The reckoning on cloud container and serverless security

Cado Security
By James Cambell, CEO and co-founder, Cado Security
Thursday, 02 November, 2023

The reckoning on cloud container and serverless security

The elevation of cybersecurity responsibility to a CEO and board level is driving a real reckoning on cloud security and risk, both in Australia and abroad.

That reckoning is not just for those where the buck now stops on regulated accountability; it cascades down to CISOs and their teams to run tighter ships and to close any observability or investigative gaps.

While the CEOs of listed Australian companies — including banks, as one notable example — have championed programs of work to migrate applications and data to the cloud, it can be challenging to really understand the security nuances of where their environments now run.

Ephemeral infrastructure, including cloud resources such as containers and serverless functions that are spun up and down within minutes, are a particular blind spot. Their complex and dynamic nature often means they’re not well understood, even by cloud account owners or security teams. In that context, executives with cybersecurity accountability may find it challenging to assure themselves that their organisation’s use of technologies such as containers and serverless resources is observable or auditable to a standard they — or their regulators — would expect.

Underestimating the unseen: assessing risk in ephemeral environments

While cloud logs are an important data source when it comes to performing forensics and incident response, they often provide very little context to potential compromises in ephemeral environments. The ability to thoroughly investigate a detection may be hampered by the extent to which the ephemeral asset was observable during its brief lifespan.

For years, that has meant that malicious activity in ephemeral environments hasn’t been investigated because there was no easy way to do so. A resource expiring before a forensic analysis can even take place is a common reality. This has led to underestimation of the security risks posed by ephemeral infrastructure. The reality is that an attacker who gains access to a spot instance or container can accomplish quite a lot before that resource disappears.

For example, a container that runs even for 15 minutes often has access to a database. An attacker could theoretically dump out the entire database without worrying about covering up their tracks. Without a modern cloud-focused forensic platform, the only way a security team may even be alerted to this activity is if the attacker boasts about it on an internet forum or tries to onsell their exploits.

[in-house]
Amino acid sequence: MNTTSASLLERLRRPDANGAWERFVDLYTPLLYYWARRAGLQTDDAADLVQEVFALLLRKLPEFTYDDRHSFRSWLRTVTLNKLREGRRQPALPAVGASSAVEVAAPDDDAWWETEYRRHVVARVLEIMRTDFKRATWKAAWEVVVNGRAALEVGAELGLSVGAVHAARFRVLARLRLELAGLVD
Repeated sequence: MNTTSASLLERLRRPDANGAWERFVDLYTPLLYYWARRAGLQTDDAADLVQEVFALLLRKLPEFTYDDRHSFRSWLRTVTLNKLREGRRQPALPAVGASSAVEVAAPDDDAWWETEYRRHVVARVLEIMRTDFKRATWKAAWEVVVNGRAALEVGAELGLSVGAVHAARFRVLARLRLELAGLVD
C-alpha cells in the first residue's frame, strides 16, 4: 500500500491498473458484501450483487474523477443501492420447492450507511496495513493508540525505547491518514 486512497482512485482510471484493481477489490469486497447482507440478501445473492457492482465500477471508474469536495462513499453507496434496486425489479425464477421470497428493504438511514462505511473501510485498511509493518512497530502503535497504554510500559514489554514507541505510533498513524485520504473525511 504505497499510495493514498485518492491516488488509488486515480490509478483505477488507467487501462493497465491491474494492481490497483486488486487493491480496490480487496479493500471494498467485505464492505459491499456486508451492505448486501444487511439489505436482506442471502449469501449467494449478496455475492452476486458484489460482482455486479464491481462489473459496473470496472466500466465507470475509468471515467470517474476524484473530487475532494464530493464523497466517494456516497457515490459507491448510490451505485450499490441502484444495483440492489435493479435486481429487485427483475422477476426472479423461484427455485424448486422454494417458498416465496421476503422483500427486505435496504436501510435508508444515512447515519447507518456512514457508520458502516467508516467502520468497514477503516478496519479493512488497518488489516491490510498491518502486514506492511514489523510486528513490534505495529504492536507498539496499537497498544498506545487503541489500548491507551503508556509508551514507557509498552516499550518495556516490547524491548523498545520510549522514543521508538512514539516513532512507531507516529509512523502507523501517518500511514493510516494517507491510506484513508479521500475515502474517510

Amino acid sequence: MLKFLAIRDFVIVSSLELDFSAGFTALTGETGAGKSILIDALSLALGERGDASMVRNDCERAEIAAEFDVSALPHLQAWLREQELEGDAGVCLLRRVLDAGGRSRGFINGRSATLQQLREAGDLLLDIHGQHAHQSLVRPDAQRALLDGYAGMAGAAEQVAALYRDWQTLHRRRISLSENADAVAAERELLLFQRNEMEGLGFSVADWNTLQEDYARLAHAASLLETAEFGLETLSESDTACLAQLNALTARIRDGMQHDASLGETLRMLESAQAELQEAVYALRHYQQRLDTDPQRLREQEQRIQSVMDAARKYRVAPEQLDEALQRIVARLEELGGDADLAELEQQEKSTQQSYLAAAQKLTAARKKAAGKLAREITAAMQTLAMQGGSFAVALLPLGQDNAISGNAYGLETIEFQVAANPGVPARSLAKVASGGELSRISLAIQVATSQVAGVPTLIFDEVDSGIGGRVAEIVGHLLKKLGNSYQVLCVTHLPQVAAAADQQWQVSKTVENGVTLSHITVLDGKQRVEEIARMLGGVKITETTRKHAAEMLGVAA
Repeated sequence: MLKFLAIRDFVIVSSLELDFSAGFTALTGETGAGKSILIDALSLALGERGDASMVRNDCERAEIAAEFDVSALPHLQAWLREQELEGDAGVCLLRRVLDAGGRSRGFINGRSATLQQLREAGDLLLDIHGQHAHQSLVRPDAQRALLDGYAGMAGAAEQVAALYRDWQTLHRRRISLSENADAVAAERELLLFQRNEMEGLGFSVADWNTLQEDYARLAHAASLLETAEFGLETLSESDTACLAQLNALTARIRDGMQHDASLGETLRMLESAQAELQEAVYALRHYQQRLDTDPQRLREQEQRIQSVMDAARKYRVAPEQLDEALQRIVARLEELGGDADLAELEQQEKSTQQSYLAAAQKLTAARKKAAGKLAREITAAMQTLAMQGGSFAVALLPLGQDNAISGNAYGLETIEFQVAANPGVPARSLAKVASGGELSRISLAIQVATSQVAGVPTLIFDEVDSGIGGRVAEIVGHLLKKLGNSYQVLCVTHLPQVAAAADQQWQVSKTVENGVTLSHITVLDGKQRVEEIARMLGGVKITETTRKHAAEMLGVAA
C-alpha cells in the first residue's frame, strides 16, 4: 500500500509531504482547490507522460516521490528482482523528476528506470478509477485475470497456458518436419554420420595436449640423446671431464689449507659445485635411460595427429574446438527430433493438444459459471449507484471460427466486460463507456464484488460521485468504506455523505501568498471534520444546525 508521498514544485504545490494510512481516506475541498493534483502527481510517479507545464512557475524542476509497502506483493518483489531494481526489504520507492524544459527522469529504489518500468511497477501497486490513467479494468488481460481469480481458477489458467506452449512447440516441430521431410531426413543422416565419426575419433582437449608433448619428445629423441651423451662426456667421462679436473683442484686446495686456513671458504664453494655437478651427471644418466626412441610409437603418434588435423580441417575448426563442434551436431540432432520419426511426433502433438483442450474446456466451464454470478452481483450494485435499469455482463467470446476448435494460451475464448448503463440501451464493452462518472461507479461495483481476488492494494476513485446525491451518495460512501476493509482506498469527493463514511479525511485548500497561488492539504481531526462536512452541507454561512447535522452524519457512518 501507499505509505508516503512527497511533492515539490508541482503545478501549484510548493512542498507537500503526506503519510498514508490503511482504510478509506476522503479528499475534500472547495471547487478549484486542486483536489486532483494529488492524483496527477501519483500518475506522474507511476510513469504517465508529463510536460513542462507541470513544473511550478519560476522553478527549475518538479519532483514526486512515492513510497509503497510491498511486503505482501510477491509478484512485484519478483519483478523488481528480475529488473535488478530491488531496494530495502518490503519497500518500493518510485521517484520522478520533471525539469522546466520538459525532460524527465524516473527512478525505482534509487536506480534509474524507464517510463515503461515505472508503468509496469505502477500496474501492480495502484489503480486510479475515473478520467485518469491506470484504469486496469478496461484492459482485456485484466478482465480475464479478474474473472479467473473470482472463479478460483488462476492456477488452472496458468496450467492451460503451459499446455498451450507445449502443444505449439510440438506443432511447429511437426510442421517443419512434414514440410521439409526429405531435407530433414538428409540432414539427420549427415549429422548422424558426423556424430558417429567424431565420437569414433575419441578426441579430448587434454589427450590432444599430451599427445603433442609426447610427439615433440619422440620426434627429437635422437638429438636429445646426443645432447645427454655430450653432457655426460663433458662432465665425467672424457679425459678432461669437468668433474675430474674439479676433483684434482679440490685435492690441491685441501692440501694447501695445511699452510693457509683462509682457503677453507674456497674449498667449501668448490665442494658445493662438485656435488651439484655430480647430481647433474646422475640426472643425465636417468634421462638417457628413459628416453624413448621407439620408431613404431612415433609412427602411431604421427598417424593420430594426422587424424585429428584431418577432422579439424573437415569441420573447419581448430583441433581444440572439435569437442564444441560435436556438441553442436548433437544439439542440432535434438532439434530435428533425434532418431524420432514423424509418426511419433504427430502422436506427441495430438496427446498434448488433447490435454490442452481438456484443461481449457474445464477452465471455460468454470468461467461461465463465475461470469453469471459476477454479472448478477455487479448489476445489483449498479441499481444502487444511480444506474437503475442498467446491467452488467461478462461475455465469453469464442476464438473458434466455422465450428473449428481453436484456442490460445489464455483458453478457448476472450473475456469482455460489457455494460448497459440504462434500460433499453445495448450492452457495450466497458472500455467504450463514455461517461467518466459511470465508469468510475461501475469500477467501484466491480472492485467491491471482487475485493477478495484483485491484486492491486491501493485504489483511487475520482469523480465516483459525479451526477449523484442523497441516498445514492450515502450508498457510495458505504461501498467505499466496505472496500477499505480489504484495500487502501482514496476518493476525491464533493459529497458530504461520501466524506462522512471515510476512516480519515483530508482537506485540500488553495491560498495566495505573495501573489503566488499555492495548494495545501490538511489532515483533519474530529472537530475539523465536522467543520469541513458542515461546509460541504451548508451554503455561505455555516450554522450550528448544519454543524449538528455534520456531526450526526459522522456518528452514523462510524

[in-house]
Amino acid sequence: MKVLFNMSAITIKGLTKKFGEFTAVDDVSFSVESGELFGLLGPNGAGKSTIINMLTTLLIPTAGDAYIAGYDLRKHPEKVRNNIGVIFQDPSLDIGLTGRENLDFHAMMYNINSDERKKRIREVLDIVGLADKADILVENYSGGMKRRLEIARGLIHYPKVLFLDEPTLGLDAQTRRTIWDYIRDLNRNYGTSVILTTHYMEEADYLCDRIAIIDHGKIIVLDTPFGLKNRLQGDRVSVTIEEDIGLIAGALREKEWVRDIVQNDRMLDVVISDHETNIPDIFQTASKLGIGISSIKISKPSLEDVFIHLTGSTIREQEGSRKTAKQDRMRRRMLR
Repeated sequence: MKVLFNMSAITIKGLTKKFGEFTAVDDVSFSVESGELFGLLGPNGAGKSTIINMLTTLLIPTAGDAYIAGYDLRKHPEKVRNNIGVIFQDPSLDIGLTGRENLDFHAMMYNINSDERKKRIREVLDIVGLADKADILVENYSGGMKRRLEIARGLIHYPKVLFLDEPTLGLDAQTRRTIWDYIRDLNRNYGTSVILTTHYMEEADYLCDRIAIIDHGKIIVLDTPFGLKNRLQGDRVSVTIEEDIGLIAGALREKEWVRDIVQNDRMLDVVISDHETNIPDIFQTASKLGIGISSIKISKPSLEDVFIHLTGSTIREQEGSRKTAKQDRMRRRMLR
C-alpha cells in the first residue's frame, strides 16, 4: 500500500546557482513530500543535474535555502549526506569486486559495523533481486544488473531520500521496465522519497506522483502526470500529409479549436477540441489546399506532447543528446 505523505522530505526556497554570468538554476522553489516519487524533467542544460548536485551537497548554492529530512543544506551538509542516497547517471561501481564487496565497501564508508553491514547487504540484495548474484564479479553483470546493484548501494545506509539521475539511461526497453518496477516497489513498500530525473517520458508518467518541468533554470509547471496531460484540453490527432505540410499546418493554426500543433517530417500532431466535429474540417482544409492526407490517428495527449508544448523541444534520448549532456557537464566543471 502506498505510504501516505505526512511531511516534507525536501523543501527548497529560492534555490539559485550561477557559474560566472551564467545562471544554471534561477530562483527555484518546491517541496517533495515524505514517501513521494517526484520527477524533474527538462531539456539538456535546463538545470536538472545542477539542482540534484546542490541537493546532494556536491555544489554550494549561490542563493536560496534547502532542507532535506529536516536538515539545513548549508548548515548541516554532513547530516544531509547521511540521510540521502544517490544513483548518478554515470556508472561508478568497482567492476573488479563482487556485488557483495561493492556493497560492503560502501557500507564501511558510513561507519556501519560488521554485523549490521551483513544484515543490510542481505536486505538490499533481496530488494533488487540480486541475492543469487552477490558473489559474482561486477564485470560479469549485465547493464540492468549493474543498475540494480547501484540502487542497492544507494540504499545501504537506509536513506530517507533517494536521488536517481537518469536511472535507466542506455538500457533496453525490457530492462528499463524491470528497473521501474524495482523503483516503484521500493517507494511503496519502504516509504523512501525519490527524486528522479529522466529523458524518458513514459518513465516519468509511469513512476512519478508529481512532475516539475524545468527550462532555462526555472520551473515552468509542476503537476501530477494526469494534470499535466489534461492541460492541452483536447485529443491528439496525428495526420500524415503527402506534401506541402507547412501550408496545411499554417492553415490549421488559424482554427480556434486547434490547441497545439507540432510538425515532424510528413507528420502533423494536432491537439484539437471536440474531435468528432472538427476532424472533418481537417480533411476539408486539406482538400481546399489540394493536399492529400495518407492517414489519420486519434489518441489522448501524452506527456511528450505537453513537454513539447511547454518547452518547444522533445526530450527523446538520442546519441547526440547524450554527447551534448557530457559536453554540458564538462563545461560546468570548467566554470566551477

Forensics teams and incident responders have known about this visibility gap for a while, and it freaks them out that they can’t investigate ephemeral infrastructure properly. CISOs may or may not be fully aware of the risks — they may know but have viewed exploitation of ephemeral infrastructure to date as being a relatively low risk.

Certainly, ephemeral infrastructure presents a learning curve for both users and attackers, but there will always be skilled attackers, and as the use of containers and serverless continues to increase, ephemeral infrastructure will command increased attention amongst the hacker community and the skills and capabilities of security teams need to follow suit.

How new regulations impact C-suite leadership and cloud security programs

The emergence of new regulations could also drive a change in mindset around securing ephemeral infrastructure. Indeed, as organisations increasingly adopt ephemeral resources, regulators are educating the industry about the risks. They’re providing support for how entities need to operate, and what they should be looking out for as the temporary nature of ephemeral resources is no longer an acceptable reason not to have full auditability for that infrastructure.

As regulators have become more knowledgeable of cloud operations in general, they are taking cloud-based risk into consideration with audit and enforcement activity. On a practical level, that means tighter regulation of security cloud controls. It also means more scrutiny of executives and boards about what they know about their cloud environment and cybersecurity operations, and the extent to which they have assurance that their organisation’s approach aligns with best practice in the space.

That need for assurance will see executives and boards looking in the direction of the CISO. The question then becomes whether all cloud infrastructure is appropriately under control, or whether it represents a risk on the table that is unaddressed.

For those that encounter visibility gaps, or worse — audit trails of potential compromises that are difficult or expensive to investigate — a change of tune on ephemeral infrastructure observability will be required. Automation-centric platforms that capture forensic artefacts of all cloud infrastructure, no matter how long it is operational, are fast becoming table stakes for organisations with any significant cloud presence.

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